When a protein misfolds, the results can be disastrous. An incorrect change in the molecule's shape can lead to diseases including Alzheimer's and Huntington's. But scientists have discovered that misfolded proteins can have a positive side in yeast, helping cells navigate the dicey current of natural selection by expressing a variety of hidden genetic traits.
What's more, at the center of this process is a prion, a protein that changes shape in a self-perpetuating way--much like the prion in mammals that is responsible for certain neurological conditions such as Mad Cow disease.
"This is the first time we've seen a prion affect a cell in a beneficial way that can determine the evolution of an organism," says Heather True, lead author of the paper, which will appear August 15 in the online edition of the journal Nature.
Previously, True and Whitehead Institute Director Susan Lindquist reported that a particular yeast protein called Sup35 somehow altered the metabolic properties--or phenotype--of the cell when it "misfolded" into a prion state. Sup35 helps guide the process by which cells manufacture protein molecules. However, when Sup35 misfolds into its prion state, it forms amyloid fibers similar to those found in Alzheimer's patients and causes the cell's protein-producing machinery to go drastically awry.
More often than not, this is deleterious to the cell. In about 20% of the cases tested, however, the Whitehead team discovered that these new phenotypes afford the yeast cell a survival advantage.
"But we still didn't know the molecular mechanisms behind this," says True, a former postdoctoral researcher in the Lindquist lab, and now an assistant professor at Washington University, St. Louis. "How exactly did the prion change the appearance of the cell?"
The answer revealed a twist in the traditional understanding of how traits are inherited.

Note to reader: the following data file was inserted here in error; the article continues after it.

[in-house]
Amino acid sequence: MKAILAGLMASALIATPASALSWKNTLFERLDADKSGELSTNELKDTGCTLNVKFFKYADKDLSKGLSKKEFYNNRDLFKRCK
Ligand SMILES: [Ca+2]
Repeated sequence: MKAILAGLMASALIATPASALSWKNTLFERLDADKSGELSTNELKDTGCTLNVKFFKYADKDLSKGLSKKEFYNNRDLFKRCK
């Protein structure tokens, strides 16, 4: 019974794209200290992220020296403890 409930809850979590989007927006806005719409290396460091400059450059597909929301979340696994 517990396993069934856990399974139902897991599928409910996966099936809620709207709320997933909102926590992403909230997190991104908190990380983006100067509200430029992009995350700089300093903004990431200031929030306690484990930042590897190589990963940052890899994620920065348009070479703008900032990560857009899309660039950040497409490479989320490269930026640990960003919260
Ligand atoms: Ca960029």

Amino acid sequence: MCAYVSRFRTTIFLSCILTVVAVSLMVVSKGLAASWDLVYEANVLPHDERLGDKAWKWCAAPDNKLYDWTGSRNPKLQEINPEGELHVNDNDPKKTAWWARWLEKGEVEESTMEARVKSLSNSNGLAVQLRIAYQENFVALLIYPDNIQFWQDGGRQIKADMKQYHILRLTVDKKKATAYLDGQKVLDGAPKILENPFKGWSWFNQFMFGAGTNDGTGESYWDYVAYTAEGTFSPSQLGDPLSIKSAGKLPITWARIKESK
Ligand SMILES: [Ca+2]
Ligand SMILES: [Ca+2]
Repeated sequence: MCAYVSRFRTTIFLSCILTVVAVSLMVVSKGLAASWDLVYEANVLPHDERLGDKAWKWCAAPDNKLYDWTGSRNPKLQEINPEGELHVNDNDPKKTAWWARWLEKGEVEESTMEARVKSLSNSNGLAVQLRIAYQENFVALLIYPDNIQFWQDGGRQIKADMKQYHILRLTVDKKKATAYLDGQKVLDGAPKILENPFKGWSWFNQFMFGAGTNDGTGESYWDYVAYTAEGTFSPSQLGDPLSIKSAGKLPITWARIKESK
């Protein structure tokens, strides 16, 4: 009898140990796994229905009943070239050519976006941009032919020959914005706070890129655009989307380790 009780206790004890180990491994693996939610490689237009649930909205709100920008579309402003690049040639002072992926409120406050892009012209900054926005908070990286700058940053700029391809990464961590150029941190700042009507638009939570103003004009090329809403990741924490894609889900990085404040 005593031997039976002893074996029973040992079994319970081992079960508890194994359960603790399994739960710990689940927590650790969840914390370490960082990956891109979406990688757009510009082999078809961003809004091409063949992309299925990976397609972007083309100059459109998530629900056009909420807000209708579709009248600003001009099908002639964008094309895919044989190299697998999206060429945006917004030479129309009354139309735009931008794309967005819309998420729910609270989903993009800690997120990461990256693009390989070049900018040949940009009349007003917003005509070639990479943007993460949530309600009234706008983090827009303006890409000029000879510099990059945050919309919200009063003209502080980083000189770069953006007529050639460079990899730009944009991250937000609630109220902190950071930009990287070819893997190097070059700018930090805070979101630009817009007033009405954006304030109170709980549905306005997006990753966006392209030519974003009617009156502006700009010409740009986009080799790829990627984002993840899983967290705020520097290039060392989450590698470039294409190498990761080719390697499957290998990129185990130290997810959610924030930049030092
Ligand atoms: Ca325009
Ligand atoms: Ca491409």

In order for Sup35 to ensure that the cell properly reads the protein recipes contained in genes, it focuses on what are called "stop codons"--sections of DNA that indicate exactly where in the gene a particular protein recipe ends. Sup35 ensures that the cell only translates material prior to these designated codons.
But when it misfolds into a prion conformation, Sup35 gets sloppy, and the cell reads beyond the stop codons, translating genetic information that previously had been dormant. As a result, the cell's phenotype changes. And here's where evolution comes in.
On those rare occasions when, due to a particular environment, the altered properties of the cell provide it with a survival advantage, the cell passes that trait on to its progeny. But when the daughter cells are mated and genetic reassortment takes place, they can subsequently pass along this same trait without the prion--that is, the trait becomes fixed in the cell's lineage and no longer depends on the prion state. "We don't know yet exactly how the daughter cells do this," says Lindquist, who also is a professor of biology at MIT, "but they do it quickly, often after a single mating."
The prion thus appears to function as an evolutionary stepping stone, affording the population of cells a chance to survive in a new environment where they need a different phenotype until they can acquire the genetic changes that produce the same effect.
These new traits are genetically complex. When Sup35 misfolds into a prion form, it affects a number of genes in one fell swoop.
"This prion," explains Lindquist, "has a capacity to hide and release genetic information throughout the entire genome that can contribute to new traits in a complex way."
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